And were they ever. A few chapter into the first book and I was hooked. These were pages to be savored, not devoured. Instead of rushing to "see how it would turn out" I was lingering over phrases, rereading favorite passages, and saddened to turn the last page.

I'm not the best critic on writing but even I know that the literary quality of Turner's books far surpasses the usual fare. I have finished a book only to page back through wondering how ever Turner was able to weave all the various aspects of the story together. These are books that can be read and reread. The layers of the story become richer from digging deeper. The details of life and insight into human character put her books into a category of their own.

Turner takes her readers to the small South Carolina town of Derby. Each of her books stands alone as its own story and her books can be read in any order. But I highly recommend reading her books in the order that they were written. Turner's characters have a way of showing up in the pages of other books. You will want to know who is that eccentric old lady at the next restaurant table. But even better is the sneak peak into the growth of Turner's characters. The struggling main character in one book becomes a mentor in the next book - a reminder that God does bring redemption.

Redemption...if there is any theme through Turner's books it is grace and redemption. Turner doesn't hide the realities of life. Not everything is pretty and idyllic in Derby. But if there were no pain and sin, there would be no grace. Turner walks her characters through their pain into God's redemption - so that you and I that are reading can experience redemption too.

Turner is discreet and tactful but I'll add a warning here that her books are for the mature reader since they do face things like adultery and abuse. I don't want any of you handing these books to your twelve-year-old just because Gina said they were good books!

I'm going to give a brief review of each of Turner's books in order that they were written. This is the order that I'd suggest reading them - though if you can't get a hold of a particular book - don't miss out on the others. I'll try to tell you a little bit about the book without giving anything away - since I hate spoilers when I read a book!

Suncatchers introduces us to the town of Derby and Eldeen Rafferty. Eldeen's neighbor, Perry Warren left the shambles of his home to take an assignment to write about The Church of the Open Door. Through Eldeen, the reader finds laughter and Perry finds hope. Thankfully this isn't the last time that we will meet Eldeen because by the end of the book she became a friend.

Some Wildflower in My Heart is written in a unique first-person style, at times written directly to the reader like a non-fiction book. This was the first of Turner's books that I read and still a favorite. Margaret and Birdie are opposites but forge a friendship that turns Margaret's life upside down. Birdie's unassumming love challenged me in my relationships.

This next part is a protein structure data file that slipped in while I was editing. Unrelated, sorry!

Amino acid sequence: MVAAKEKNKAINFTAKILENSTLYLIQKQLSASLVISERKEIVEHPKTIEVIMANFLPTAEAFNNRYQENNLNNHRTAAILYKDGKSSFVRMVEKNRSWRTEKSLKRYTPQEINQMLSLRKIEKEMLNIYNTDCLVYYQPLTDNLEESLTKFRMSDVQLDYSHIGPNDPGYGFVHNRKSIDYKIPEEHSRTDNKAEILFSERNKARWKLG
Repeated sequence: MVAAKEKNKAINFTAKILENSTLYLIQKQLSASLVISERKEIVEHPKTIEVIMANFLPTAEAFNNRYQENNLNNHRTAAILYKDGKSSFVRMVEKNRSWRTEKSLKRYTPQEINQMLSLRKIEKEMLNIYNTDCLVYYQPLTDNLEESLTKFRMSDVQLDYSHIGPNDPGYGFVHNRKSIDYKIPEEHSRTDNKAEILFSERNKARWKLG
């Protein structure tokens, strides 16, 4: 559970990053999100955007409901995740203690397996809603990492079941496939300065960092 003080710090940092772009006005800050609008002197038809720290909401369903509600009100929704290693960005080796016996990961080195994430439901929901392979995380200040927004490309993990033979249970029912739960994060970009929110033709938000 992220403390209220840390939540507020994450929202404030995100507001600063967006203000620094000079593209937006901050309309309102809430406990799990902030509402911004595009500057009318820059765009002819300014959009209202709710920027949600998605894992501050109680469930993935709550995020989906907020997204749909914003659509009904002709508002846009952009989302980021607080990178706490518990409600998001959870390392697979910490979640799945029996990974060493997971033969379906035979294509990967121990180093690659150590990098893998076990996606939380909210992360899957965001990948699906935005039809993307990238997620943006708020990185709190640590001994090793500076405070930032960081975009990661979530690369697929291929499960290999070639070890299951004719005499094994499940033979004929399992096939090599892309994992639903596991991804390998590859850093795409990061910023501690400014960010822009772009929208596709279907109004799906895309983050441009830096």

By the Light of a Thousand Stars focuses on four very different women. Each woman is faced with disappointments and trials but as their lives intersect, God's grace is revealed. Creating memorable characters may be what Turner does best. Who can forget Catherine and her crazy son Hardy or her sister-in-law Della Boyd?

A Garden to Keep begins with Margaret reaching out to Elizabeth in the same way Birdie had reached out to Margaret with an offer of God's grace. With Elizabeth's marriage crumbling she would need to hold onto grace - and respond with grace. It is hard to pick a favorite but I think A Garden to Keep is mine, probably because of the focus on communication, family, and  marriage. Poetry lovers will particularly enjoy this one.

No Dark Valley is Turner's only book that could be termed a romance - at least the main characters are a single man and woman. But these two are not looking for romance, they are searching for forgiveness. Celia attends her grandmother's funeral in Georgia and is reminded of how far she has traveled from her grandmother's faith. Just as books are to Some Wildflowers in my Heart and poetry is to A Garden to Keep, hymns are to No Dark Valley. I love Turner's chapter titles in all of her books but with the focus on old hymns, this book is a favorite.

Winter Birds combine an old lady's memories with quotes from Shakespeare, facts about birds, and obituaries from Time magazine. It sounds like a wacky combination but Turner makes it work. And work well. This book is set outside Derby in a small town in Mississippi. If I tell you the main character is an elderly woman, Sophia, who rarely leaves the four walls of her room, you may think it pitifully boring. But I loved this book. In all her books, Turner peels back layers to show the change in a soul and this book is a good example of that change as Sophia warms up to Patrick and Rachel's love.